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Starbucks Ordered To Warn California Customers Of Carcinogens In Coffee

Damn, why won’t the world just let us coffee drinkers live without the warning of potentially dying. The state of California has to now warn all coffee drinkers of the dangerous chance of  getting cancer from a product used in making coffee. This warning was suppose to come out back in 2010.

(ABC 7) A judge ruled that Starbucks and other coffee sellers in California must provide a cancer warning on their products for customers. A nonprofit group sued several companies that sell coffee, including Starbucks, coffee distributors and retailers in 2010. The lawsuit claimed those companies violated state law, which requires them to warn consumers about chemicals in the roasting process that may cause cancer. One of those chemicals is acrylamide, which is a carcinogen.

DOES COFFEE CAUSE CANCER? CALIFORNIA CUPPAS COULD SOON CARRY WARNING

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Attorneys for about 90 companies said the chemical is present in the process, but that it’s at harmless levels and is outweighed by the benefits of drinking a cup of coffee. The ruling came despite eased concerns in recent years about the possible dangers of coffee, with some studies finding health benefits. In 2016, the International Agency for Research on Cancer – the cancer agency of the World Health Organization – moved coffee off its “possible carcinogen” list.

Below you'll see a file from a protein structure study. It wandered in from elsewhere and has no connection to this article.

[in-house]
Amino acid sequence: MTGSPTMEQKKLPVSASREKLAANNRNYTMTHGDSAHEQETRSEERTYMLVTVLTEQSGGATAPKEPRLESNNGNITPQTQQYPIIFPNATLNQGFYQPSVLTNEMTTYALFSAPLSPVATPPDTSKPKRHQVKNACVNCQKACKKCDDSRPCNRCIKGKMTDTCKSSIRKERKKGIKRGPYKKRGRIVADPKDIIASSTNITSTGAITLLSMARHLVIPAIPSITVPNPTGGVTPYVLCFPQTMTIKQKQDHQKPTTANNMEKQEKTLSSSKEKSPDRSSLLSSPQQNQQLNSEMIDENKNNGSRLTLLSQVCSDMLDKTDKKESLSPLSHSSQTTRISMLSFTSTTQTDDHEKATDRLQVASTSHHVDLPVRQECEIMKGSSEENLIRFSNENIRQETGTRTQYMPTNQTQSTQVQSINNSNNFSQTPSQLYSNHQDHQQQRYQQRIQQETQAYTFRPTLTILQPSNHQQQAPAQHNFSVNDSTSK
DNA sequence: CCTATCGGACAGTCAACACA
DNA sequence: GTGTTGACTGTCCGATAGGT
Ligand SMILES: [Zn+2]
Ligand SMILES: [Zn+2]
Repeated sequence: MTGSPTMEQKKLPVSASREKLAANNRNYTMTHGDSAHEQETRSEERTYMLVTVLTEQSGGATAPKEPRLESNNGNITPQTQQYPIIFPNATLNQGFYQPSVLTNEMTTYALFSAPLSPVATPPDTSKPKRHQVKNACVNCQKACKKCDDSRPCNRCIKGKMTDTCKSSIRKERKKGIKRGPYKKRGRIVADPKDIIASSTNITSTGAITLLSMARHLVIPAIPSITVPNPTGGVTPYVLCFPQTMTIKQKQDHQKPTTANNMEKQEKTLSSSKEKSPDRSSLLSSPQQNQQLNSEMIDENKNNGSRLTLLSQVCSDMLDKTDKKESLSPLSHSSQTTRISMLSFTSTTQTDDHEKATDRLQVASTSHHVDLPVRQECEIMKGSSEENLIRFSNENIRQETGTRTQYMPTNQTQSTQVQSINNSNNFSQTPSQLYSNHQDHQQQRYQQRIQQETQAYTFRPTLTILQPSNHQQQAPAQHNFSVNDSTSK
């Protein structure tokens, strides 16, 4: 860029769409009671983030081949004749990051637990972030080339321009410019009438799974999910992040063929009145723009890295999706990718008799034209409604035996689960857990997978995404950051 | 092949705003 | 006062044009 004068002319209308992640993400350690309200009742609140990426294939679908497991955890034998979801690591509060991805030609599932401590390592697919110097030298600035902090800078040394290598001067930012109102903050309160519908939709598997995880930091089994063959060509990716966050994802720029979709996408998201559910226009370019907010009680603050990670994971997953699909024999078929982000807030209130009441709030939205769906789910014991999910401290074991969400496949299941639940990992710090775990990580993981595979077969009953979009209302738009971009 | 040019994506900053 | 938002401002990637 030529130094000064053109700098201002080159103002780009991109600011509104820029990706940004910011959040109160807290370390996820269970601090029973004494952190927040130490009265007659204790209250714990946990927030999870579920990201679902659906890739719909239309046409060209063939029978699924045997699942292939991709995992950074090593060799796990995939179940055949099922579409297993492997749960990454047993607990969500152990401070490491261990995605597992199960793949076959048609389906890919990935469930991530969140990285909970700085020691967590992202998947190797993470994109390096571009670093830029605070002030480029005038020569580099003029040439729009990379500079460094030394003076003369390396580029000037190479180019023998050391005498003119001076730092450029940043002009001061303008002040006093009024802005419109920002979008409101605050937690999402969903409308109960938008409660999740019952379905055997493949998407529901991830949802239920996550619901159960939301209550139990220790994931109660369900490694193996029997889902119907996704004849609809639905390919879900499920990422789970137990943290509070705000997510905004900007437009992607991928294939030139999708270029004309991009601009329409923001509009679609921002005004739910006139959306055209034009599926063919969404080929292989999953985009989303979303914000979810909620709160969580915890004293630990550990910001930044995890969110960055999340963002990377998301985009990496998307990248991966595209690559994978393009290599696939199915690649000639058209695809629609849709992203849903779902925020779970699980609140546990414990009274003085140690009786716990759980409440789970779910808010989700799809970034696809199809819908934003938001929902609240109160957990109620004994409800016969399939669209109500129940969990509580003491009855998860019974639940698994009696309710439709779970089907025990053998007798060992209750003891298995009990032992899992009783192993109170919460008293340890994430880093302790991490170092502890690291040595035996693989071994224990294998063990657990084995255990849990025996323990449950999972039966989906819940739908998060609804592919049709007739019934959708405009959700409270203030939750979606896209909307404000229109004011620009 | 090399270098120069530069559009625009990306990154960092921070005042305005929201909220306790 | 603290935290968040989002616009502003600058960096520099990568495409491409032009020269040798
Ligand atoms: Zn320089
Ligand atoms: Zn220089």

According to the Associated Press, a Superior Court judge ruled in support of a suit filed by Council for Education and Research on Toxics, who say they want consumers to be aware of a carcinogen called acrylamide, which is produced during the coffee roasting process. Coffee lobbyists argue that acrylamide, a known carcinogen, is “harmless” at the levels it’s found in roasted coffee; they did not see a need to include a cancer warning because the chemical “results naturally from the cooking process to make the beans flavorful.”

The proposed ruling — which falls under the state’s proposition 65, a rule that says businesses must give customers a “clear and reasonable warning” about ingredients or materials that may affect health — could be challenged and reversed, though a reversal is unlikely, according to the A.P.

The original case dates back to 2010, and 13 of the original defendants, including 7-Eleven, settled, while Starbucks and others stuck it out. They must now include a label on their products that reads, in part:

“Chemicals known to the State of California to cause cancer and reproductive toxicity, including acrylamide, are present in coffee, baked goods, and other food or beverages sold here. Acrylamide is not added to our products, but results from cooking, such as when coffee beans are roasted or baked goods are baked. As a result, acrylamide is present in our brewed coffee…”

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